Black Bear Hunting photo

Chasing big game is more than a hunt—it is pure adventure. Here we’ve collected the skills, tools, and attitude you’ll need to haul meat off the mountain—whether you’re after elk, moose, bears, muleys, or pronghorns—and have the thrill of your life.

The Adventurer’s Code

The most memorable trips are the ones on which you suffer the most. • The people you want to pal around with and the people you want to go into the wilderness with are rarely the same people. • Ted Trueblood said: “It will be too hot. It will be too cold. It will rain.” • You know exactly what days every state announces draw results, but you rarely ever remember your significant other’s birthday. • Once you’ve checked it, and made sure you packed it, don’t mess with it anymore. • Headlamps are to flashlights as fighter jets are to paper planes. • Have a plan and stick to it, but embrace chance encounters, which often lead to trophies not measured in antler inches. • You secretly hate your buddy the day he draws a sheep tag but gladly spend the rest of the year doing whatever you can to help him punch it. • On a guided trip, you share your whiskey with the camp cook before anyone else. This not only ensures large portions; it’s also the only proven way to obtain food between meals. • When you see your bush pilot burst into tears, it’s time to start reviewing your life. • If you doubt that rattlesnakes make any hunt an adventure, step on one as you walk to your truck. When your feet hit the ground, you’ll swear you’re on another planet. • Toilet paper is optional. Tucks wipes are mandatory. • You regard people who own pack-out llamas in the same terms as your father viewed hippies. • Actively riding a horse for any length of time uses muscles that you don’t actually have. You will not become aware of this until the day after you ride. Bring ibuprofen. • If you’re scared to death and you’re the only one who knows it, you’re brave. • You’ve been gone just long enough when the photos of your kids in your wallet make you tear up. • You accept with grace that there is an element of luck beyond anyone’s control. This is what an elk guide had in mind the first night in camp when he announced: “Boys, there are a hell of a lot of elk in this country. But there’s one hell of a lot of country.” • Take notes. In five years you will not remember. • Never assume you’ll get back this way again. Appreciate the journey.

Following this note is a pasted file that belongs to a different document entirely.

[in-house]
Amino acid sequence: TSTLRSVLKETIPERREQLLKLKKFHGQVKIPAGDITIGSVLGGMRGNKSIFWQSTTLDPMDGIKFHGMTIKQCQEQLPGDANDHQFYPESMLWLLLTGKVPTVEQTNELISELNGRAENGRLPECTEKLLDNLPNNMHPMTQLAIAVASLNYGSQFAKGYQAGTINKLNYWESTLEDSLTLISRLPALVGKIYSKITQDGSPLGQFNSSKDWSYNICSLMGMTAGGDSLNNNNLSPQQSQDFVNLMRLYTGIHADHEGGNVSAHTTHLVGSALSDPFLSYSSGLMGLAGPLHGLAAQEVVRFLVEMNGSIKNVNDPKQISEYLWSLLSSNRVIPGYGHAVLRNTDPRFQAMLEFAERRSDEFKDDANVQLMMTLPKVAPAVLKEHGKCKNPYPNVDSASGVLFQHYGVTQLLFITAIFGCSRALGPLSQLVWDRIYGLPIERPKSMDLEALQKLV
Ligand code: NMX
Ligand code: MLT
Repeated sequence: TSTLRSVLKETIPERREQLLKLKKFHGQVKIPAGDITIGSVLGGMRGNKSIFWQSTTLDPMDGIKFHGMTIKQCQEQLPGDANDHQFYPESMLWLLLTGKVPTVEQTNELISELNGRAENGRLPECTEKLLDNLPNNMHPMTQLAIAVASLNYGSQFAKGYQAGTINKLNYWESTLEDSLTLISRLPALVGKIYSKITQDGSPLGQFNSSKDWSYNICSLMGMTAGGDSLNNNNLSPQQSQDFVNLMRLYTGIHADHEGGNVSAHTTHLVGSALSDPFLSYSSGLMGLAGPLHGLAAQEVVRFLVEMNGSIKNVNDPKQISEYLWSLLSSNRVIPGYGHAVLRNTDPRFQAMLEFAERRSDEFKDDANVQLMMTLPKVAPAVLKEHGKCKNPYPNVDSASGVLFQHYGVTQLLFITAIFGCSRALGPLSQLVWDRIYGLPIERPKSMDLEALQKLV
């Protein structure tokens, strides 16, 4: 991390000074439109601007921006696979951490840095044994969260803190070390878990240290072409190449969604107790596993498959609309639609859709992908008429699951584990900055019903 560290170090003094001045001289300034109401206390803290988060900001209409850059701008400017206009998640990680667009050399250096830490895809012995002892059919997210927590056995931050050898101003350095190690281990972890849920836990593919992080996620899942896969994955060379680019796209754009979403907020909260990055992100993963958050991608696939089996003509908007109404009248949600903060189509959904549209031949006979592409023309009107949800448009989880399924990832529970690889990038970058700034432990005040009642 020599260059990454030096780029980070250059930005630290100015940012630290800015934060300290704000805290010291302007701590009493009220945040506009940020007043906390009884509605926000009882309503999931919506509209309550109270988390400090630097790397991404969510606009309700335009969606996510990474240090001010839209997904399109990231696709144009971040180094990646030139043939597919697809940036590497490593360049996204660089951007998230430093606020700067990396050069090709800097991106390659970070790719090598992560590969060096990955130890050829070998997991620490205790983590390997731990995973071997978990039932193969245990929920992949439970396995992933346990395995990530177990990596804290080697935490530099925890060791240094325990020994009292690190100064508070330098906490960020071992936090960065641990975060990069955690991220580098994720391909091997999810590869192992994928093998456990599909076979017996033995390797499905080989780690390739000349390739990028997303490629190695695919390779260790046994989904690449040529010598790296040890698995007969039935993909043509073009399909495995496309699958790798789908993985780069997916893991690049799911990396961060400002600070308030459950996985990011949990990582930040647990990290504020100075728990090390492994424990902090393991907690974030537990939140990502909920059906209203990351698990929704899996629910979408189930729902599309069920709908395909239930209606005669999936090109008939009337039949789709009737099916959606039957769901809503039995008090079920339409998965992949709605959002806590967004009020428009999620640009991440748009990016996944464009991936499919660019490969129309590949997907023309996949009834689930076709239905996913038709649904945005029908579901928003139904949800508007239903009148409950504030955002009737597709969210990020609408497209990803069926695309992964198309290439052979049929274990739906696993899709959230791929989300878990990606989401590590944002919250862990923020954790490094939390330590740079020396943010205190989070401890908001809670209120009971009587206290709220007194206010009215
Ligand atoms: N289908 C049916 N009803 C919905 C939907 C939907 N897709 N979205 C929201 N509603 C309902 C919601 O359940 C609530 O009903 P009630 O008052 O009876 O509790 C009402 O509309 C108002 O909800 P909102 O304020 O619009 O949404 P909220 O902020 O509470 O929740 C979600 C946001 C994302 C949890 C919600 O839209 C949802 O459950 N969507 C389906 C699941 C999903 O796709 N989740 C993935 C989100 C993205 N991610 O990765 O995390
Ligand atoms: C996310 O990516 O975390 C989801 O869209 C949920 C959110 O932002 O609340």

Call a Bear Into Your Lap


Just seeing a black bear in the wilderness is exciting, but when a beady-eyed bruin busts from the brush looking at you like you’re covered in honey, well, that does something to your soul. Here’s how to bring an apex predator into range by pretending you are prey.

Float Through Hell for Moose


My dream hunt goes like this: A bush pilot drops a friend and me on a river in Alaska. Two weeks later he comes back—his plane empty enough to tote a load of moose meat and antlers out—then returns to ferry a pair of exhausted, but satisfied, hunters back to the real world.

Hunt the Cheaper Sheep


★ The Texas sun was still only a promise of warmth as it crept over the Davis Mountains. I was sitting on the valley floor, nestled as comfortably as I could be into the scrub brush and cholla cactus, my binoculars glued to my eye sockets. High above, perched on the basalt columns, were several Barbary sheep, their shaggy manes blowing in the morning breeze.

Stalk an Elk Herd


Shadowing a herd and saddled with little more than a sleeping bag and tarp, a backcountry hunter increases his chance of killing a world-class bull. The real thrill of a bivvy hunt isn’t about the score of the antlers. Instead, it’s the experience of living with a herd for days until the perfect shot presents itself.

Size Up Your Prize


Get Charged by a Pronghorn


To the uninitiated, pronghorns may seem like cowards—critters that will turn tail for the horizon at the first hint of danger. That all changes during the rut. A dominant buck will run over any interloper looking to steal one of his does. Here’s how to exploit that aggressiveness and bring a pronghorn into bow range.

Await the Second Bed


★ The muley bucks are standing at the head of a coulee when we see them through a spotting scope. When they disappear over the rim, Miles Fedinec grabs his bow and pack. “A mule deer is predictable in the midmorning,” says Fedinec, a Colorado outfitter who’s guided hunters on a thousand-plus mule deer stalks. “They’ll bed once, get up, reposition, and bed again.

The Ultimate Big-Game Library

hunting books,

I like real books. They have no batteries to burn out, and in a pinch you can use them to start a fire.

Written with help from Scott Bestul, Will Brantley, Bill Heavey, and David E. Petzal. Illustrations by Tim McDonagh. Photography: books by Cliff Gardiner & John Keller; girl with horse from the Evertt Collection; cheaper sheep by Don Despain/Alamy; pronghorn by Donald M. Jones; rifle strap by Cliff Gardiner & John Keller; mounts by Donald M. Jones; mule deer by Donald M. Jones; arrow by Cliff Gardiner & John Keller.